Cameron: Do you know where abouts?

Ciel: Start in Mexico, Guatemala — that’s the only plan ,and then down to Peru. Meet another friend down there, that’s the only plan!

Cameron: Groovy, see the Nazca Lines maybe?

Ciel: Maybe! Yeah.

Cameron: Yeah, that’s be sick [slang terminology – positive intent.] Umm, like, so that’s your post-grad plans for now, or?

Ceil: And then I really, I see myself in Berlin.

Cameron: Berlin? Big art scene.

Ciel: Probably September – October next year.

Cameron: Have you been to Berlin before?

Ciel: I have yeah.

Cameron: Yeah, do you like it then?

Ciel: Yeah, I really liked it. I just felt very – a bit home there. At least, for a while I wanna be there, and hopefully get a really interesting job, and practice art.

Cameron: Do you know German?

Ciel: Nope.

Cameron: Uhh, if you do move there, I mean obviously they speak German, but there’s a lot of modern art related to politics.

Ciel: Yeah!

Cameron: But it’s written in German only.

Ceil: Hmm.

Cameron: So it’s like a major modern art language. So if you do happen to learn it, there’s a bunch of books that’ll suddenly be at your disposal.

Ciel: Very cool, thank you.

Cameron: Yeah, ummmmmm, that’s cool, so move away for a bit and, like will you work there, and get a working VISA?

Ciel: Yeah, I’ll work there, and I’m actually in the process of applying for a working VISA right now. I’ll work there, hopefully get a really cool job. I’ve been researching, so I hope to connect with people relatively soon in Berlin. So yeah.

Cameron: Groovy. And so like that’s in September’ish?

Ciel: September – October. I’m not sure if I’m gonna come back here, after Latin America, South America, Central America.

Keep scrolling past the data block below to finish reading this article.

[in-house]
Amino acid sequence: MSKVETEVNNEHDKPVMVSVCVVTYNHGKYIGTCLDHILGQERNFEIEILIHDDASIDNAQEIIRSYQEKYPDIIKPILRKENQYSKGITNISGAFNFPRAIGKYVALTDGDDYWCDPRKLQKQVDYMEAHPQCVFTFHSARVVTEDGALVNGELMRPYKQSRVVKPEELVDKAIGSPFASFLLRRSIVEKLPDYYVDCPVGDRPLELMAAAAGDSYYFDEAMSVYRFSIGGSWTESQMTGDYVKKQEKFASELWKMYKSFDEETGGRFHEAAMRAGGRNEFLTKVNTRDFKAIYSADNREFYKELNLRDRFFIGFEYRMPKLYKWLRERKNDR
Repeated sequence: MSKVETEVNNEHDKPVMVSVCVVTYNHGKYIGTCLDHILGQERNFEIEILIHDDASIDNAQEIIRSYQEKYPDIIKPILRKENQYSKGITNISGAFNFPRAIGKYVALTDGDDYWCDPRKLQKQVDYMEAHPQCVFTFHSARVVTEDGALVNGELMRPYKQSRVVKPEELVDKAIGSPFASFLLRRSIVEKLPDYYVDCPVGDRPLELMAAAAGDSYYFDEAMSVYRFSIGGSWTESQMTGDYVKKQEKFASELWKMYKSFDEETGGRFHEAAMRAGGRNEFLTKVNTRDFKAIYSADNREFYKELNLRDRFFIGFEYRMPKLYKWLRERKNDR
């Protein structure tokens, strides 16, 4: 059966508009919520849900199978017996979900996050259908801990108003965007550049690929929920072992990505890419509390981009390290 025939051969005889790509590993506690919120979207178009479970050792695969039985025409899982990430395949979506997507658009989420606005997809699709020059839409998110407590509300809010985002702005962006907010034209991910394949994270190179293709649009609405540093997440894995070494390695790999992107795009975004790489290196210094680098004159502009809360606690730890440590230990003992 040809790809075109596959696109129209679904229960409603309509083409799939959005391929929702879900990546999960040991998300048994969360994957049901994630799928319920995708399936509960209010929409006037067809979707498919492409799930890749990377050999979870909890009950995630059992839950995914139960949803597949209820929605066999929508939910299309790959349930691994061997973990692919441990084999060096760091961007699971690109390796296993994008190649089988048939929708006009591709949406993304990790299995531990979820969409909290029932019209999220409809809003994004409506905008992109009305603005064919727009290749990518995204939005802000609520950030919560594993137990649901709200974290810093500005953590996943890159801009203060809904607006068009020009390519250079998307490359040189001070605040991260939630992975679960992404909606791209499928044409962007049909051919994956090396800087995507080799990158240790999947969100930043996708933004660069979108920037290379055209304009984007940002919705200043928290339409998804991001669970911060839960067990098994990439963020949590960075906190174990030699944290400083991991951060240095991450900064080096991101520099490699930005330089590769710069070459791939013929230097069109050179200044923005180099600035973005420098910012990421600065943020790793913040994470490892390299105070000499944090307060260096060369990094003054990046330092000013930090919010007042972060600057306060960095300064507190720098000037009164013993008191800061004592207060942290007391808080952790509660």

Cameron: Go straight there? [to Berlin, Germany.]

Ciel: Go straight there, comeback, I’m not too sure, beyond the feeling.

Cameron: Beyond the feeling, the VISA?

Ciel: Yeah, the VISA.

Cameron: And all the fun stuff! Cool-cool beans! Any final comments you wanna add?

Ceil: No, I think, I’m good, thank you.

Cameron: Cool. Just at the very end, ‘cause I might of forgot… You do consent to the audio recording?

Ciel: I do consent to the audio recording.

Cameron: And it being posted?

Ciel: And it being posted.

Cameron: And images of yourself, and artworks being posted?

Ciel: Yes, I do consent to all of those things.

Cameron: Cool! Awesome! So that’s been our interview with Ciel, super cool! She’s a dope [slang terminology – positive intent] artist, check her out! I will post her website link… if that’s cool?

Ciel: Yeah. I can tell you it right now if you want?

Cameron: Sure.

Ciel: Umm, it’s: “This is Perfromance Art (dot) Weebly (dot) c-o-m.”

Cameron: Dope [slang terminology – positive intent], (dot) Weebly (dot) c-o-m. Cool, there we go, check that out! Uhh, thanks for your time!

Ciel: Yeah, thanks Cameron.

Cameron: No Worries. Let’s see if this works… *fiddles with recording device.

Ciel: Did you get interviewed with the Martlet last year?

Cameron: I did, I actually did.

*Recording Ends – 40 minutes, 3 seconds. – October 25th, 2018.

Bibliography

Arbour-Boehme, Ciel. “Ciel Arbour-Boehme.” LinkedIn. Linkedin. 2018. Web. 10 October 2018.

              https://www.linkedin.com/in/ciel-arbour-boehme-83a305133/.

Arts Victoria. “Event Archive – Ciel Arbour-Boehme: Bag of Dirt, Clean Sock, Fresh Fruit.” ArtsVictoria.

The Ministry of Casual Living. 2018. Web. 10 October 2018.

              https://artsvictoria.ca/index.php?htaccess_qs=show/408043/view.

O’Brien, Cormac. “UVSS Election Campaigning Begins.” Martlet. Martlet. 19 Feb 2018. Web. 10 October 2018.

              http://www.martlet.ca/uvss-election-campaigning-begins/.

Tate. “Art Term: Performance Art.” Tate. Tate. 2018. Web. 10 October 2018.

              https://www.tate.org.uk/art/art-terms/p/performance-art.

University of Victoria. “Ciel Arbour-Boehme.GoVikesGo. University of Victoria. 2017. Web. 10 October 2018.

              https://govikesgo.com/roster.aspx?rp_id=3095.

This is Performance Art. (Click to go to Website)